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Do you straw your strawberries?
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moggins



Joined: 24 Feb 2005
Posts: 942
Location: Gloucester
PostPosted: Wed Mar 02, 05 10:21 am    Post subject:  Reply with quote    

Did anyone ever watch the episode of River Cottage where he spent every night hunting them down with a torch.

I roared my head off then, not anymore though

judith



Joined: 16 Dec 2004
Posts: 22789
Location: Montgomeryshire
PostPosted: Wed Mar 02, 05 10:29 am    Post subject: Reply with quote    

The people who bought our old house didn't appear to be gardeners, so I imagine they have put the whole lot down to gravel, and are probably living there contentedly without giving the slugs a second thought.
After 5 years struggling there, my current garden is absolute bliss.

Pilsbury



Joined: 13 Dec 2004
Posts: 5645
Location: East london/Essex
PostPosted: Thu Mar 03, 05 11:44 am    Post subject: Reply with quote    

My garden has a little concreate gully running right down one side with lots off shrubs just above in my neighbours garden, The gully is a bout 6" deep and 3" wide made when the neighbours thought it would be a good idea to edge their garden with the concreat fence bases like mine is and so is an aboslute haven for slugs and snails who come out every night to feast but we cant get at in the day so I have resorted to chemicl means of a light scattering of pellets every few weeks, just got to wait till the whole thing is filled up with empty snail shells

chrissy



Joined: 20 Feb 2005
Posts: 238
Location: Pangbourne
PostPosted: Thu Mar 03, 05 6:45 pm    Post subject: Reply with quote    

I had limited success last year laying down bran flakes around a hosta. The slugs ate the bran flakes but left the hosta completely alone - not a single hole in it. It's supposed to make the slugs blow up (I didn't hear any bangs so it must be blow up as in balloon). It's worth a try. Our strawberries aren't bothered by slugs - just damn squirrels who chew through the cage.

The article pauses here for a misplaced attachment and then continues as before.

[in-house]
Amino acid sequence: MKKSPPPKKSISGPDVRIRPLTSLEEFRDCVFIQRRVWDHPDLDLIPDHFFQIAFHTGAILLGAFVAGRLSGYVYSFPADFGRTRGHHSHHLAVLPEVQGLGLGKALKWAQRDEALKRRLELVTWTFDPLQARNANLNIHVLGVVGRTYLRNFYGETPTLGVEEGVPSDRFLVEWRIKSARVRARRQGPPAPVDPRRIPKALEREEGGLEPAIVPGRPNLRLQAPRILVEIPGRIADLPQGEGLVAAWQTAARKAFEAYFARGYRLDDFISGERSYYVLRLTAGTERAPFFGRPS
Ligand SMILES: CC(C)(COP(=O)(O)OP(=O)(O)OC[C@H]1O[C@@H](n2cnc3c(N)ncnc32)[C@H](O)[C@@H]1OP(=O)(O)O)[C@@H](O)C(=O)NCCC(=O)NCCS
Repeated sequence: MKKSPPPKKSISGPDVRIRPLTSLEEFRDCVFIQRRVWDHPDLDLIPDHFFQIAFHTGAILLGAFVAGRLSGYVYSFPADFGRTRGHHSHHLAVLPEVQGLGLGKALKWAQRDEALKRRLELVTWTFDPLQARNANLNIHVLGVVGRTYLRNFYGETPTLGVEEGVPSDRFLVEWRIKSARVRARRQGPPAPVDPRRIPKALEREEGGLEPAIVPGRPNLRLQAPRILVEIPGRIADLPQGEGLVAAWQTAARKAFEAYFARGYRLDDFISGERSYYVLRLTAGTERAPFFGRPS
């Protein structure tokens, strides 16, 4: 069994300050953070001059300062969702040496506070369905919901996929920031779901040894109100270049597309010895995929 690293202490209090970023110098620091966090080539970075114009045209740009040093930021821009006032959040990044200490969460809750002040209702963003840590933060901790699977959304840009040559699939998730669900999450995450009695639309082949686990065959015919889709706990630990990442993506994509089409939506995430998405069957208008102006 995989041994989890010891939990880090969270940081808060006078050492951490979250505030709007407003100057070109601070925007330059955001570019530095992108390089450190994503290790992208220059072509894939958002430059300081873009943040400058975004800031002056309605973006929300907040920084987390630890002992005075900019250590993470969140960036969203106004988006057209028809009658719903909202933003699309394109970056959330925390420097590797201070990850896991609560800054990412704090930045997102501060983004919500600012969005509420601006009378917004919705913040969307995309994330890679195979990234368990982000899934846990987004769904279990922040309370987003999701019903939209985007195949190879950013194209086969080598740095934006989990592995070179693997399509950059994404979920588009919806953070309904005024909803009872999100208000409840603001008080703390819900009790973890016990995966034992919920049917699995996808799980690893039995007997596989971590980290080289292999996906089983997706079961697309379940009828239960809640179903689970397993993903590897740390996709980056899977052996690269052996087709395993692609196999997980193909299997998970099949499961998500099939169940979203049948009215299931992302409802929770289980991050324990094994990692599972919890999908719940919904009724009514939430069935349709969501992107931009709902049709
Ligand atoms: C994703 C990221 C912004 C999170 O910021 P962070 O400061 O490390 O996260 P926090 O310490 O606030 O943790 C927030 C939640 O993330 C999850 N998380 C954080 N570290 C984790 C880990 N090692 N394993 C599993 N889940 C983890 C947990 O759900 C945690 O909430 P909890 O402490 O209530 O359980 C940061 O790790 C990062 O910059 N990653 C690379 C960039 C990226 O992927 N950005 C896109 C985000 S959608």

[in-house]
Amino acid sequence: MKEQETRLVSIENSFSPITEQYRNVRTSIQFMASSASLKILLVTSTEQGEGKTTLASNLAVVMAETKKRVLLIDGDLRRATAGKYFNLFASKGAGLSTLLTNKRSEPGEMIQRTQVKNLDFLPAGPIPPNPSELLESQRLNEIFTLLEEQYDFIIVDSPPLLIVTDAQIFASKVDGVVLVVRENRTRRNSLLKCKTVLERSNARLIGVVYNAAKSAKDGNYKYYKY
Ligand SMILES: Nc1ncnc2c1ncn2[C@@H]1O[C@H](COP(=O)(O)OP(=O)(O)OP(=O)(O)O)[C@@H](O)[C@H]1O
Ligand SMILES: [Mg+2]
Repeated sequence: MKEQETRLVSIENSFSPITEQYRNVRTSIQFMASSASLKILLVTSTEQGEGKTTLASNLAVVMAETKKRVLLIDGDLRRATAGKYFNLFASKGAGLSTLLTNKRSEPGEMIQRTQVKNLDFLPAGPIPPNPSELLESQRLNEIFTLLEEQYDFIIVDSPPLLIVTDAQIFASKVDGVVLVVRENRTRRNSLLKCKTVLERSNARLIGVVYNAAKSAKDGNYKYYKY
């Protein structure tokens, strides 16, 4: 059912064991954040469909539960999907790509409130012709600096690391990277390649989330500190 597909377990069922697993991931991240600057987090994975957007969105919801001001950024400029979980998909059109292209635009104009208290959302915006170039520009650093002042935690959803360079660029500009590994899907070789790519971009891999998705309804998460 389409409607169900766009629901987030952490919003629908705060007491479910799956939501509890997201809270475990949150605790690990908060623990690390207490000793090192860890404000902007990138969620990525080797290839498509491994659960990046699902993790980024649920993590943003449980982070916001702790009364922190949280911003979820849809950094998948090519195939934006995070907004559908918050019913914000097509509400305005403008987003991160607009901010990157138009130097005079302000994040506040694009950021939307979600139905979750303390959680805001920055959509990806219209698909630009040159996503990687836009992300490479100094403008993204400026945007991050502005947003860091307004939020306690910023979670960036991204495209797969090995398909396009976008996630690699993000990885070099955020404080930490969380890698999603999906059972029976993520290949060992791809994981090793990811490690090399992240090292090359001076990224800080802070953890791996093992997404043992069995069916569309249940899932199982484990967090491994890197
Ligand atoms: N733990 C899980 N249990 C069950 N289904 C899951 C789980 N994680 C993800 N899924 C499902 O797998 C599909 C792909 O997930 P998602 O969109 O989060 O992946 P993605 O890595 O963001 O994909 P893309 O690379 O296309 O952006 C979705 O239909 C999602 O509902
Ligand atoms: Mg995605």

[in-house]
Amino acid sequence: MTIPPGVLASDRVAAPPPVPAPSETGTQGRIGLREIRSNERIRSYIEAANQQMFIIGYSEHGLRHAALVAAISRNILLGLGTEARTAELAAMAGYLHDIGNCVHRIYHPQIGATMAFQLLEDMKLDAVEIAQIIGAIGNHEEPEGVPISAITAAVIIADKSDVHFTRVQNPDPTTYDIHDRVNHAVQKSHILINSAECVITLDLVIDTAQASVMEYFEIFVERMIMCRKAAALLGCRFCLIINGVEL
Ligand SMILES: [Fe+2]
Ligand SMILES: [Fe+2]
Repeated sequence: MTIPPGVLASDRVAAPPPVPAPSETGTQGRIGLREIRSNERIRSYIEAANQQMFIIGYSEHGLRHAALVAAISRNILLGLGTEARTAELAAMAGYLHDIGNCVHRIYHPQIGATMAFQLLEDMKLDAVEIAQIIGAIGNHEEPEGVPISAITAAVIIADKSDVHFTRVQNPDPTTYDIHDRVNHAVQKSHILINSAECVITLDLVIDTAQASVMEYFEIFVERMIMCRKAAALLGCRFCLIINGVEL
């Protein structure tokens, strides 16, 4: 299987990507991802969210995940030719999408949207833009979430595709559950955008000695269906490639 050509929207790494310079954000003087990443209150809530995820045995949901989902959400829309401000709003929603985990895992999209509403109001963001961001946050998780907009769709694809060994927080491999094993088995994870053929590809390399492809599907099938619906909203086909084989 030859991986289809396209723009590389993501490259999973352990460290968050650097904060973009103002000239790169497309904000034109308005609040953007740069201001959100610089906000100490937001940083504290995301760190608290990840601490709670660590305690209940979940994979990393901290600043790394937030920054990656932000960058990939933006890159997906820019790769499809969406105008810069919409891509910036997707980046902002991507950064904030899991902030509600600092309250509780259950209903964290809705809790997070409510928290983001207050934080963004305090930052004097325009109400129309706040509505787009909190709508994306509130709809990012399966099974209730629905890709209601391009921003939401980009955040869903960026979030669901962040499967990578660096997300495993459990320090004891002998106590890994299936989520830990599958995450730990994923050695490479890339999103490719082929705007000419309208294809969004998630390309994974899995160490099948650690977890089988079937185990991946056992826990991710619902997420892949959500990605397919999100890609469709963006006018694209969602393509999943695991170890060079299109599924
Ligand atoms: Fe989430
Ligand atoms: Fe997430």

Treacodactyl
Downsizer Moderator


Joined: 28 Oct 2004
Posts: 25697
Location: Jumping on the bandwagon of opportunism
PostPosted: Thu Mar 03, 05 6:50 pm    Post subject: Reply with quote    

I think that's the problem I have. If the slugs don't get 'em then the mice might. I'm moving the bed a bit further up the garden so the greys may get them. I just hope the fox leaves 'em be as he ate my wine grapes last year.

I can see the strawberry bed turning into a fortress this year. :twisted

Thanks for all the suggestions, plenty to try.:

Nanny



Joined: 17 Feb 2005
Posts: 4520
Location: carms in wales
PostPosted: Thu Mar 03, 05 7:26 pm    Post subject: strawberries Reply with quote    

for the last couple of years i have grown them in an old butlers sink, well off the ground with stone chippings on the furface

i had a good crop (not enough to make jam or anything but for the size of sink not bad) and the only problem i had was birds getting them or greyhound 1 helping himself as he went by

they stayed clean as well and you can feed them with tomatoe food during the season

works for me

Tristan



Joined: 29 Dec 2004
Posts: 392
Location: North Gloucestershire
PostPosted: Thu Mar 03, 05 11:42 pm    Post subject: Reply with quote    

Some while ago on Gardeners World they did a feature on allotment fruit growing with a chap who built a raised bed for his strrawberries from some scaffolding pudlocks in an X shape, joined with poles, and lined with chicken wire then carpet, filled with compost and soil.
He put a trickle hose from a water butt for irrigation, smeared the legs with vaseline, and had a huge crop of fruit.
Anyone feeling creative?

wellington womble



Joined: 08 Nov 2004
Posts: 14976
Location: East Midlands